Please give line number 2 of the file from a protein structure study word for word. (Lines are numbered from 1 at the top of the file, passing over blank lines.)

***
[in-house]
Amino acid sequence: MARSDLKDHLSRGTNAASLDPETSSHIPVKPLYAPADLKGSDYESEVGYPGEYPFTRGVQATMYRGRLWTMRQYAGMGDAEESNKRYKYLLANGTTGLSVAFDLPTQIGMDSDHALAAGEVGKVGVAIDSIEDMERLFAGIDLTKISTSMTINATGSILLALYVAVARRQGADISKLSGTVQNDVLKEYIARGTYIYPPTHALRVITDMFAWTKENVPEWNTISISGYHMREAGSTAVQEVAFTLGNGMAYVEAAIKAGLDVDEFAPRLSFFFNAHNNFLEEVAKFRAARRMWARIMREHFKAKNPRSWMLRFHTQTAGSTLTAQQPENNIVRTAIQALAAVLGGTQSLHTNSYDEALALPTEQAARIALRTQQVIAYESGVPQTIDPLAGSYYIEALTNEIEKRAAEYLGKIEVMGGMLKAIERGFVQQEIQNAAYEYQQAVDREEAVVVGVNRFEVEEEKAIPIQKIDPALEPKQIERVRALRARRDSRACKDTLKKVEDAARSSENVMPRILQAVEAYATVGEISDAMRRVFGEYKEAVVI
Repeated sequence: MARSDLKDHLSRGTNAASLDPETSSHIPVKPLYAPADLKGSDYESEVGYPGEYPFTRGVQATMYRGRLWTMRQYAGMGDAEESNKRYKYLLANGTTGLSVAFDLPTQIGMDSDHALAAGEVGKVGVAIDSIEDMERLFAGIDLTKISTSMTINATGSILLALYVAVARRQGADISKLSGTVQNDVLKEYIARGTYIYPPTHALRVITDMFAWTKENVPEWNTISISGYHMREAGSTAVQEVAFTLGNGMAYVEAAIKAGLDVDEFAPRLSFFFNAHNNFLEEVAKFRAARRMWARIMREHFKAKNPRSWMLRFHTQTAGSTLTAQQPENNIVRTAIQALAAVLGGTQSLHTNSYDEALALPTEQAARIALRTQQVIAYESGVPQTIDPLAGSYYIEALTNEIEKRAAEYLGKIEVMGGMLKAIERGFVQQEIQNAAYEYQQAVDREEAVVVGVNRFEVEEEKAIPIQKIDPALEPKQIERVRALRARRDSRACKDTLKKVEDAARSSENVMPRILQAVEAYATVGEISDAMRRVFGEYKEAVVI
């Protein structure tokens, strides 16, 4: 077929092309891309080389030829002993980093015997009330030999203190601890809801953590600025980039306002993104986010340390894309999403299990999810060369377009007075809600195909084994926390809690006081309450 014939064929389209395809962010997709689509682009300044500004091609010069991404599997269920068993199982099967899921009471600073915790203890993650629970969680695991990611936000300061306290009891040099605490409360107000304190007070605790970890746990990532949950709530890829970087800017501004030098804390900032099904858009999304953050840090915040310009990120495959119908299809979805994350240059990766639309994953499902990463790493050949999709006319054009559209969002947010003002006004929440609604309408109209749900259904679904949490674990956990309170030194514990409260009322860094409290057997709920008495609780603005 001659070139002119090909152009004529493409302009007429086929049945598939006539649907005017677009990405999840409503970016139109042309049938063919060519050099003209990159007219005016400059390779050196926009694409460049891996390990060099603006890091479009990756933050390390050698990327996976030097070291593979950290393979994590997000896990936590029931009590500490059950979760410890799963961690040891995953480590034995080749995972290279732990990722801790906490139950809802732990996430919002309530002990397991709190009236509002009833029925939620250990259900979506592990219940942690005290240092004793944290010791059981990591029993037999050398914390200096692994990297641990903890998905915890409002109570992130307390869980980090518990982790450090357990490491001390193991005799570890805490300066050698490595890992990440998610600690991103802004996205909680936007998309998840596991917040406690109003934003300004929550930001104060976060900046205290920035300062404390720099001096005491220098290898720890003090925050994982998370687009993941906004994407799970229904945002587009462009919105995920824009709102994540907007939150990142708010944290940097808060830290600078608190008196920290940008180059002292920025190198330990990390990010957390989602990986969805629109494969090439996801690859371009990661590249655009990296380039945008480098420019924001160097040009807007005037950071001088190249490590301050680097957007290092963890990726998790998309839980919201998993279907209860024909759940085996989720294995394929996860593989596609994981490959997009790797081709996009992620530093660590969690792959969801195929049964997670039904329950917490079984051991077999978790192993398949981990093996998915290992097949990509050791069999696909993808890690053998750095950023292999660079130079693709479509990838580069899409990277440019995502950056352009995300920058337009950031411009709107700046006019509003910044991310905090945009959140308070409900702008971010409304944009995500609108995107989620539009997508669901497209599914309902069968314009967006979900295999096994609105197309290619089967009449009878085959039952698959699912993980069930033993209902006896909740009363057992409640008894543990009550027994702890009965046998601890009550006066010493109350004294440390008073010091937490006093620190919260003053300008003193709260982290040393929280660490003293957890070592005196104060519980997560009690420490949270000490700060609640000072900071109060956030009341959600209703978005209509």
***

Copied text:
Amino acid sequence: MARSDLKDHLSRGTNAASLDPETSSHIPVKPLYAPADLKGSDYESEVGYPGEYPFTRGVQATMYRGRLWTMRQYAGMGDAEESNKRYKYLLANGTTGLSVAFDLPTQIGMDSDHALAAGEVGKVGVAIDSIEDMERLFAGIDLTKISTSMTINATGSILLALYVAVARRQGADISKLSGTVQNDVLKEYIARGTYIYPPTHALRVITDMFAWTKENVPEWNTISISGYHMREAGSTAVQEVAFTLGNGMAYVEAAIKAGLDVDEFAPRLSFFFNAHNNFLEEVAKFRAARRMWARIMREHFKAKNPRSWMLRFHTQTAGSTLTAQQPENNIVRTAIQALAAVLGGTQSLHTNSYDEALALPTEQAARIALRTQQVIAYESGVPQTIDPLAGSYYIEALTNEIEKRAAEYLGKIEVMGGMLKAIERGFVQQEIQNAAYEYQQAVDREEAVVVGVNRFEVEEEKAIPIQKIDPALEPKQIERVRALRARRDSRACKDTLKKVEDAARSSENVMPRILQAVEAYATVGEISDAMRRVFGEYKEAVVI